• Cherry Clafoutis

    Cherry clafoutis.

    Nothing makes us happier than growing, cooking, eating and sharing our own food. But there is a slight tyranny to the seasons. If you have cherries, you are cooking with cherries, period. And our Bing cherries are at their peak, so we picked them all. One small tree gave us four large bowls of cherries…all at once. Happily, cherries lend themselves to all sorts of dishes and cocktails (and we do seem to like eating and drinking). So this week you may see cherries in all sorts of dishes. But for now, let’s start with a classic cherry dessert, clafoutis.

    Fresh Bing cherries form our orchard.

    Clafoutis is a French dessert that combines cherries baked in a light batter, often with some added almond flavor. Think of the batter as “flan-meets-pancake” and you can get an idea of the light, yet rich, texture that rightfully lets the cherries star in the dish. Originally clafoutis featured sour or black cherries with the pits still in. Supposedly the pits add extra almond-like flavor, but as we have Bing cherries and like our teeth, we put pitted Bing cherries and almond extract in our clafoutis. You can also use this basic recipe with other stone fruits or berries, but if you want to be technical it would then be a flaugnarde, but feel free to call it a clafoutis- we won’t tell anyone.

    A cherry-pitter is a useful tool if you like cherries as much as we do.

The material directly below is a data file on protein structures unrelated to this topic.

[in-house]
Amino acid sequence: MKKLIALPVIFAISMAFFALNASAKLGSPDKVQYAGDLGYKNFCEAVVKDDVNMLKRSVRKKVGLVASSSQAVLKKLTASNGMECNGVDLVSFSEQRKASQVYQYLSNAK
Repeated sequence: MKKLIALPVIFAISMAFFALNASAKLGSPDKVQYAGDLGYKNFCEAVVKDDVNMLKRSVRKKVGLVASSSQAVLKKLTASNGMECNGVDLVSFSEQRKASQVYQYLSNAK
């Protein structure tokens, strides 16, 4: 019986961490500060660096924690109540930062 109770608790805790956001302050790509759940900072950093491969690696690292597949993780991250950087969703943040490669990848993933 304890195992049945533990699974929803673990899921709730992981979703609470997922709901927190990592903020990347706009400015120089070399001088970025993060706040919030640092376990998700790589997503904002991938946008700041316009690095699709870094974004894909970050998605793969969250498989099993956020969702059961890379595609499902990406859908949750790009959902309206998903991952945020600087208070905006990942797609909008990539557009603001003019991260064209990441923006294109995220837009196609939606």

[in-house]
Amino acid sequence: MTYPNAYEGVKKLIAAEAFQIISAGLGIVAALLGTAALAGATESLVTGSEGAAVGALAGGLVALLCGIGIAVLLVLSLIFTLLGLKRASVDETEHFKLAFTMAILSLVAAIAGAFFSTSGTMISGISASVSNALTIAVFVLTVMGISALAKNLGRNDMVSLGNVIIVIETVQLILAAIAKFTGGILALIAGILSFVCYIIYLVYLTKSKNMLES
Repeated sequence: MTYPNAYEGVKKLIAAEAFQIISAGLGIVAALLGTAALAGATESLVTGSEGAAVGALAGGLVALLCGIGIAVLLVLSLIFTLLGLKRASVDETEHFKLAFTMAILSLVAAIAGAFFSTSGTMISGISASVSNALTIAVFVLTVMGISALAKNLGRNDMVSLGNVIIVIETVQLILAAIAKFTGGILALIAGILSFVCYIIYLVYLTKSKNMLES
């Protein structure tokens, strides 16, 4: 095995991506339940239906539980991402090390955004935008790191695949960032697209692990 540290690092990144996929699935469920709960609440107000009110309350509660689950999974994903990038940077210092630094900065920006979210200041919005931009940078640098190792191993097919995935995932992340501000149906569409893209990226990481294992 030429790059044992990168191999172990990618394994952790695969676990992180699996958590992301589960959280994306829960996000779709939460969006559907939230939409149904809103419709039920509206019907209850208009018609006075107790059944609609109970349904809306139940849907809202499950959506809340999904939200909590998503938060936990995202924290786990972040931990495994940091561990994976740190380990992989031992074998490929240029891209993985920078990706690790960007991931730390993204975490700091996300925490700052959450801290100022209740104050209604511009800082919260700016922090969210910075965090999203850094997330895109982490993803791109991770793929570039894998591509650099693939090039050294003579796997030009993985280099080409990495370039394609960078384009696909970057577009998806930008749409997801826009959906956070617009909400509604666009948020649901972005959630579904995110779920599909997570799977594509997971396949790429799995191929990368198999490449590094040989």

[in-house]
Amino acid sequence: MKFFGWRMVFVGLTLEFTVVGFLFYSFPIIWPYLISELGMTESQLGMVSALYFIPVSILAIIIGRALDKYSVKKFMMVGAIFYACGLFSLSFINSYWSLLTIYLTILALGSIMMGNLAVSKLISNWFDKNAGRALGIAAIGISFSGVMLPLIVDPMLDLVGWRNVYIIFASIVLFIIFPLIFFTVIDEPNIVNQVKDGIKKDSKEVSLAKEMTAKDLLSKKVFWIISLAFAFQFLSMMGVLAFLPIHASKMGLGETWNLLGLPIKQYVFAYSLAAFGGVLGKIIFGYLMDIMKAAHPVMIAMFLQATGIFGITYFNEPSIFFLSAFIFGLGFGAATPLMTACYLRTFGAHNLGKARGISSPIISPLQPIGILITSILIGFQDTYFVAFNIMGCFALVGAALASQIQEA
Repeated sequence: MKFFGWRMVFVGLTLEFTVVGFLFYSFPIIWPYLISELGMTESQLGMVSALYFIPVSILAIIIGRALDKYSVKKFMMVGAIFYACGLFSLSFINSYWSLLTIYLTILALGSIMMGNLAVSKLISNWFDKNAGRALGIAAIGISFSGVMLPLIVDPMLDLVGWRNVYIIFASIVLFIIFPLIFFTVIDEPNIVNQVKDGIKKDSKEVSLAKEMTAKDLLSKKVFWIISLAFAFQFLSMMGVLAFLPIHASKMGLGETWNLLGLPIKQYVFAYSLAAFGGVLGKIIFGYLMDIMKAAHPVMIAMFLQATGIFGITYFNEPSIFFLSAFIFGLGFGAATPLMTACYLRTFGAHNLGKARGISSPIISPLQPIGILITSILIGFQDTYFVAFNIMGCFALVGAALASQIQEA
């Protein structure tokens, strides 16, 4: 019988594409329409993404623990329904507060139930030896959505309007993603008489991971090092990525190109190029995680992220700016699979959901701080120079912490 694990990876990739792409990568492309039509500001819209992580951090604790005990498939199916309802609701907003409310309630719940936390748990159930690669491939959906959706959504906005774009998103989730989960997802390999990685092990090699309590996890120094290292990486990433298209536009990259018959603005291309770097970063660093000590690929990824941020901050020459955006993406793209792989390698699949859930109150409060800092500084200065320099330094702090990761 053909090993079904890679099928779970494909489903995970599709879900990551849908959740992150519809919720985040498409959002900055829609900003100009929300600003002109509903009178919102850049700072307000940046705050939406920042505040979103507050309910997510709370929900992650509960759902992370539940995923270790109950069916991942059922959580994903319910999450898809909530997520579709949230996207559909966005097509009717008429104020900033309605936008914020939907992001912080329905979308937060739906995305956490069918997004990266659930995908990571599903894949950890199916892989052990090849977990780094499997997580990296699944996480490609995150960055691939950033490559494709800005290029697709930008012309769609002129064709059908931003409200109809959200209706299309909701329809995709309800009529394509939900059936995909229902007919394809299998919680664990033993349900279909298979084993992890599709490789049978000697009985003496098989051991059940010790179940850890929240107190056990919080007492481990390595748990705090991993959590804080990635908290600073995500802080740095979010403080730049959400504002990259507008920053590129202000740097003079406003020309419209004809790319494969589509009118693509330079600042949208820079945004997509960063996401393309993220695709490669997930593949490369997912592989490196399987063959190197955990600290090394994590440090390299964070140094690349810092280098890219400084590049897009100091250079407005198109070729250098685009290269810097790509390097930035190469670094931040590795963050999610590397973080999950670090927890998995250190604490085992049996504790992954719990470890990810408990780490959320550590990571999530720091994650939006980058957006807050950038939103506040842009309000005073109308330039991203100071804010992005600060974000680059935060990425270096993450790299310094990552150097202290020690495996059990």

As for the recipe, clafoutis is a classic dish and there are many recipes out there. We chose to adapt an Alice Waters recipe that adds a few extra steps, but also adds extra flavor. In this case we season and pre-bake the cherries before we add them to the clafoutis. The extra cooking improves the flavor and texture of the cherries, but also leaves behind the base of a syrup you can reduce and drizzle on top of the clafoutis at service. Good stuff. We also prefer to cook clafoutis (and many desserts) in individual ramekins, we think it looks good and makes leftovers easier to handle, but a large baking dish works for this recipe as well.

    Season the cherries for pre-baking.

    Extra cooking for more flavor and better texture- plus you get cherry juice for a sauce.

    Place a layer of cherries in the ramekins or baking dish.

    Assembling the clafoutis is a pretty easy affair. Pre-cook the cherries, save the syrup, butter your baking dish(es), place the fruit in the dishes, make and add the batter and bake. The batter is the only part of the recipe that requires some extra effort, you need to whip egg whites and then fold them into the batter for the right texture. The clafoutis bakes for about 20 minutes at 375 degrees. While the clafoutis bakes, reduce your cherry syrup for a tasty and pretty sauce. When the clafoutis is done, add the sauce, dust with powdered sugar and serve.

    Make the batter.

    Pour batter over the cherries.

    Bake until browned and puffed. Continue reading

  • Weekly Cocktail #16: The Caipirinha / Cherry-Lime Caipirinha